On reflection: Rethinking Masters Design Education

Towards an Expanded Practice

Last week (19.02.19) our first cohort of the MA Design Expanded Practice graduated — congratulations!!! Back in December, when they presented their work, I was blown away by their approach and energy. It’s especially exciting and rewarding to see that we’re on a new trajectory for post-graduate design education. I started writing this post, back in October, but it’s been put on the backburner several times… so excuse the temporal shifts. I decided to publish it, as we see our first graduates go into the world. I think it’s fitting to reflect on the journey the department has taken to get them to this point.

Below, I try to capture and reflect upon my experience of being the Head of Design at Goldsmiths over the last three years (ending in Sept 2018). My hope is that these reflections will be a form of catharsis; aimed to exorcise the demons of managerialism (only joking!). I think it’ll help me understand what I did and learnt, whilst hopefully sharing with a broader community who are interested in design and education. My aim is to give context, advice (although I’m not sure I have any) and narrative to the changes that the faculty of the department worked incredibly hard to achieve. I also think it’s good to document and expose the working dynamics of ‘change’ — which is something normally hidden, behind the veil of institutional PR.

This post will be a mix of thoughts about design, educational politics and a thread of how to build, maintain and care for communities of practice. It centres around something I’m really proud of; our new MA Design Expanded Practice.

A little context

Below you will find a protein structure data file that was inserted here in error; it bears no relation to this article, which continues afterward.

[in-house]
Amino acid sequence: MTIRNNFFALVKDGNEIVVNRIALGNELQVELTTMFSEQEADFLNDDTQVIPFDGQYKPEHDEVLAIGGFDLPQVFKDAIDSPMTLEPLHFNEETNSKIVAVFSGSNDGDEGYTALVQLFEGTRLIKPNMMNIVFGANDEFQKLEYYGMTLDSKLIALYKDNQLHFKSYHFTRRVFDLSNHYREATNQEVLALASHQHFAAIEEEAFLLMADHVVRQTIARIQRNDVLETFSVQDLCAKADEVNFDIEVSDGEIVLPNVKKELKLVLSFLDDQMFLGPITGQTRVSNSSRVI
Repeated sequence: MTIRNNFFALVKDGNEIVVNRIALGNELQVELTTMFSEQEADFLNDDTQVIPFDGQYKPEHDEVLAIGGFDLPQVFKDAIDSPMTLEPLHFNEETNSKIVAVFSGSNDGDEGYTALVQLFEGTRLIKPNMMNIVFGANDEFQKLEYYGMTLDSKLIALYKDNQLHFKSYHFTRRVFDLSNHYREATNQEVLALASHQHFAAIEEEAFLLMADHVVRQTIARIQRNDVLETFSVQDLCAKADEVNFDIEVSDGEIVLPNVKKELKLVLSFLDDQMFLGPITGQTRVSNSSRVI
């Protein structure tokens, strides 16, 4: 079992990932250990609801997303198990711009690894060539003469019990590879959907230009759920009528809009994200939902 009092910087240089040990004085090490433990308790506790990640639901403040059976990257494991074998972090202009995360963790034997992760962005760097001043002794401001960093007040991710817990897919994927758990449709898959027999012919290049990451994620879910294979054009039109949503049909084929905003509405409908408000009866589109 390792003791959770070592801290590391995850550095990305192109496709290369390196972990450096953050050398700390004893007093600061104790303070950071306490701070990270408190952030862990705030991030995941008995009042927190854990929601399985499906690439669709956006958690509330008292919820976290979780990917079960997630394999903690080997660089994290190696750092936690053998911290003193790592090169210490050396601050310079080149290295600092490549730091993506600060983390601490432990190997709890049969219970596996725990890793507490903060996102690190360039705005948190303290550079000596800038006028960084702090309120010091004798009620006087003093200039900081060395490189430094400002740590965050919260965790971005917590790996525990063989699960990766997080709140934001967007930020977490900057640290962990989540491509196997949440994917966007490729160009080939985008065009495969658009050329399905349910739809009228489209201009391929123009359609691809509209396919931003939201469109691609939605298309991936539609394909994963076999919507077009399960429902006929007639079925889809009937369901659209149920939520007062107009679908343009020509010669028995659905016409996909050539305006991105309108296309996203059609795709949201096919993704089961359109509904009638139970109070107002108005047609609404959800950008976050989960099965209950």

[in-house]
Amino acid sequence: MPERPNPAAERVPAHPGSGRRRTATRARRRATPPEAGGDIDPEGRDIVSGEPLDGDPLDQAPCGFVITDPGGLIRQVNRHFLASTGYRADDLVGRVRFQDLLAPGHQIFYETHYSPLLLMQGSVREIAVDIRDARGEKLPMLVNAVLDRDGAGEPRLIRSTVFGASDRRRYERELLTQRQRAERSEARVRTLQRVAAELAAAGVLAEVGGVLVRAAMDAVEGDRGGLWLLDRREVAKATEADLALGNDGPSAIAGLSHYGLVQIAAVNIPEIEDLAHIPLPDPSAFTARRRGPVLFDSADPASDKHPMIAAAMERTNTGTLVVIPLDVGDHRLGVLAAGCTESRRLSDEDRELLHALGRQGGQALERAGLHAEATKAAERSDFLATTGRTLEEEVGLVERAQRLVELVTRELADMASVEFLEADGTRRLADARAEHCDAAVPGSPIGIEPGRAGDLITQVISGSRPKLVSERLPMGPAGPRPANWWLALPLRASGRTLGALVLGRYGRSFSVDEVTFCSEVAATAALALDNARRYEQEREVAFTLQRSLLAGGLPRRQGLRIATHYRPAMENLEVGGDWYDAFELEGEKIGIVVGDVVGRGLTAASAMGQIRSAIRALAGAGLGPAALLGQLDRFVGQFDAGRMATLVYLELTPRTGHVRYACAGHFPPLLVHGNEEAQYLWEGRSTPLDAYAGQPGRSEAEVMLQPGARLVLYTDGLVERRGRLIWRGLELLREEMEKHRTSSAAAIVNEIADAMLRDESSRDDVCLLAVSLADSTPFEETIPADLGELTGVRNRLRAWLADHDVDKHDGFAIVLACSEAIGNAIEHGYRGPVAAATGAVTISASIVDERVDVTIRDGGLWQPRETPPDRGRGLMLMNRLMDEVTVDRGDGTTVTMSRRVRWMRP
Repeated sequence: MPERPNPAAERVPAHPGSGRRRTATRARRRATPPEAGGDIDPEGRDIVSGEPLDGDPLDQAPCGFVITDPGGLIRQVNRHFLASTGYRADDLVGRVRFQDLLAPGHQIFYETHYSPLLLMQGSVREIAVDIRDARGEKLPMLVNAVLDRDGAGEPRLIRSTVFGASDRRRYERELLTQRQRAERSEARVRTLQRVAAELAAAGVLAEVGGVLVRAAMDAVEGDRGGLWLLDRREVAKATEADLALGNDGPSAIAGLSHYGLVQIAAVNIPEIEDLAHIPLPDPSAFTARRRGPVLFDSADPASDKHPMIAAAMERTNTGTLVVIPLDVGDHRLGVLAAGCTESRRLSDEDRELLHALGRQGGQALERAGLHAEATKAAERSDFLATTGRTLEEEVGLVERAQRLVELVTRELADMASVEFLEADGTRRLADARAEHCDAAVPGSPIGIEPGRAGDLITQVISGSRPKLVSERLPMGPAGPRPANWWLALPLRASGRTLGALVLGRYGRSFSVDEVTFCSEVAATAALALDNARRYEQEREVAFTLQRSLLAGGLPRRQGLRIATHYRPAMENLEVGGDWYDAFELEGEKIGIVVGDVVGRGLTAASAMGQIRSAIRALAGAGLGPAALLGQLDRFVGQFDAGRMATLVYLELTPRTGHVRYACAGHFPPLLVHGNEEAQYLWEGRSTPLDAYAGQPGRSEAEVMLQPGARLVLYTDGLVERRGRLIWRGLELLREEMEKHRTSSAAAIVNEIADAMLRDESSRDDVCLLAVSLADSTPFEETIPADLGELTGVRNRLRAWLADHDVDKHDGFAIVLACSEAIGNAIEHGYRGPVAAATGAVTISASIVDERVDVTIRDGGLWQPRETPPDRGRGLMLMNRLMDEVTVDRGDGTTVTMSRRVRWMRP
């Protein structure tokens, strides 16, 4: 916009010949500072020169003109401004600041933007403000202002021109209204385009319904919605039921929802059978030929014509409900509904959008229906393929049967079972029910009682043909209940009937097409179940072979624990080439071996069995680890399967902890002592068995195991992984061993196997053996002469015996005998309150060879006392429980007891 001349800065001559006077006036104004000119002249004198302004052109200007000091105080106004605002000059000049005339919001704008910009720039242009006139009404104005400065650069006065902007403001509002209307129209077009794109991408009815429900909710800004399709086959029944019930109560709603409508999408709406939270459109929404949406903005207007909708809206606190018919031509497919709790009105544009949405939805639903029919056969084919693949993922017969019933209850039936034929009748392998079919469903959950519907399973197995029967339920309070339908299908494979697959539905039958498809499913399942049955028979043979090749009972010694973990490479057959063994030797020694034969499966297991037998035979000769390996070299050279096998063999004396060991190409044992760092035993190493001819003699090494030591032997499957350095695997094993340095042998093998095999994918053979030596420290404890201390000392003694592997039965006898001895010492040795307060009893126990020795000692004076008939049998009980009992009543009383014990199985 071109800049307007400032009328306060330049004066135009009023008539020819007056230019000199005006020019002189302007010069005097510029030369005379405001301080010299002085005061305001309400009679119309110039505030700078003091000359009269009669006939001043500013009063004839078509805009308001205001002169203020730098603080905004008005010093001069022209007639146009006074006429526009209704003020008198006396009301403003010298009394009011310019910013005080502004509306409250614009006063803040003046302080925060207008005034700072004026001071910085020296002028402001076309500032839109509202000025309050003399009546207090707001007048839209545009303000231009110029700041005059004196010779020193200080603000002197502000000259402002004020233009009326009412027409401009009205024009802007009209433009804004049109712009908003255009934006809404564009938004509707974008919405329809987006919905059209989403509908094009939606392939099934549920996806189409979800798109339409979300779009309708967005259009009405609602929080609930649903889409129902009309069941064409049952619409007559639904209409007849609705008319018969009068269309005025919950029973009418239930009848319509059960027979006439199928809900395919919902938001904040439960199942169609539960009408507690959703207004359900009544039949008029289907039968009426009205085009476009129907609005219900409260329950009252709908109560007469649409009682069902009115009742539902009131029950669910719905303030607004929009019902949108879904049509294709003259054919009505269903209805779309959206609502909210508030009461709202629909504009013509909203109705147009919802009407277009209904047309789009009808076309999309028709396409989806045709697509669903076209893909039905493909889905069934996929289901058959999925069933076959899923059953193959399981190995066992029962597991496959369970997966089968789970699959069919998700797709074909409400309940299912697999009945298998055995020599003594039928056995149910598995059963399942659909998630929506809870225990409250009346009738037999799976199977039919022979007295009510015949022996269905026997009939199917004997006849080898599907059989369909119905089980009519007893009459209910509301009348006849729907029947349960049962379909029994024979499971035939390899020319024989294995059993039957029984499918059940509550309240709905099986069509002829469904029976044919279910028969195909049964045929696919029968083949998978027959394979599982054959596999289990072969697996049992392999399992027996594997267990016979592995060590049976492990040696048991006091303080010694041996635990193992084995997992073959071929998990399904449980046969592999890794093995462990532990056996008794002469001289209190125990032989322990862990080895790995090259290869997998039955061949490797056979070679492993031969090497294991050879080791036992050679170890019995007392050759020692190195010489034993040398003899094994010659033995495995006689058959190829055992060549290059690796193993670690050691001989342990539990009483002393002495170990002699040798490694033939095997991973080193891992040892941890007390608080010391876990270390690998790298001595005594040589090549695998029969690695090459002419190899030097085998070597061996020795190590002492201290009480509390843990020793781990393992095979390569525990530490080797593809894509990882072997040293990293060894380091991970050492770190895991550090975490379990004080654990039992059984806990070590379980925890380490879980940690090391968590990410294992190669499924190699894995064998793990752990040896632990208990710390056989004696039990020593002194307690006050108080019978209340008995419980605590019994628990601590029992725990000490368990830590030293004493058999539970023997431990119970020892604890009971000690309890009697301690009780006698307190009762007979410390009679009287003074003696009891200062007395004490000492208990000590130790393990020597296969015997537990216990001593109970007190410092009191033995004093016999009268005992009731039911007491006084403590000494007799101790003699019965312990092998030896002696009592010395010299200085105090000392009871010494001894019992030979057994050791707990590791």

When I took over the department we had eight interrelated, but conceptually conflicting Masters programmes. These programmes had evolved over the history of the department and reflected certain institutional and disciplinary histories. Each of the programmes started due to different politics, intentions, personal career goals, intellectual trajectories and market ‘intelligence’. With this came different ideas and futures for design.

Within the programmes there were some excellent practices (in terms of teaching and content); they recruited some brilliant students; and the ‘portfolio’ was, to some extent, economically sustainable (but not predictably so). However, there was still something that wasn’t working. The portfolio had systemic and cultural problems, as a department we decided it was time for a radical re-haul. In analysing our offer, it became obvious that some of the issues were due to deep structural problems. Our PG structure failed to allow for the kind of culture and growth that we’d created on our BA Design (more on this below).

So much has changed since the department began in the early 1990s. Although the founding principles are still the same, the social, technological, environmental, political and economic context had changed beyond recognition. The role and positions that designers occupy within organisations and businesses has also changed dramatically. This meant we needed to ensure that the education we offered not only matched the changing demands of design, but more importantly, predicted a change in the discipline to allow our graduates to ‘future proof’ their degrees.

Having made the bold decision to start from scratch, I was hyper-aware that we needed to retain the good practices that had evolved over years of hard work. However, we also needed to push and evolve a deeply experimental design culture in the face of an ever-more conservative sector.

Back in 2015, it was evident that we were experiencing a drastic change throughout higher education; in particular, in postgraduate design education. This was triggered by a change in funding structure; the increase in undergraduate fees dramatically affected the profile of postgraduate student recruitment. Programmes increasingly began to cater for the international ‘market’, but more importantly, the financial pressures placed on students and the growing rhetoric from a conservative government, made Universities risk adverse. It became more difficult to support alternative educational models when such emphasis is placed on concepts of ‘employability’ and ‘value for money’. Luckily, Goldsmiths management still had faith that the design department had the ability to mix the radical with the practical.

[Continue reading on Medium]

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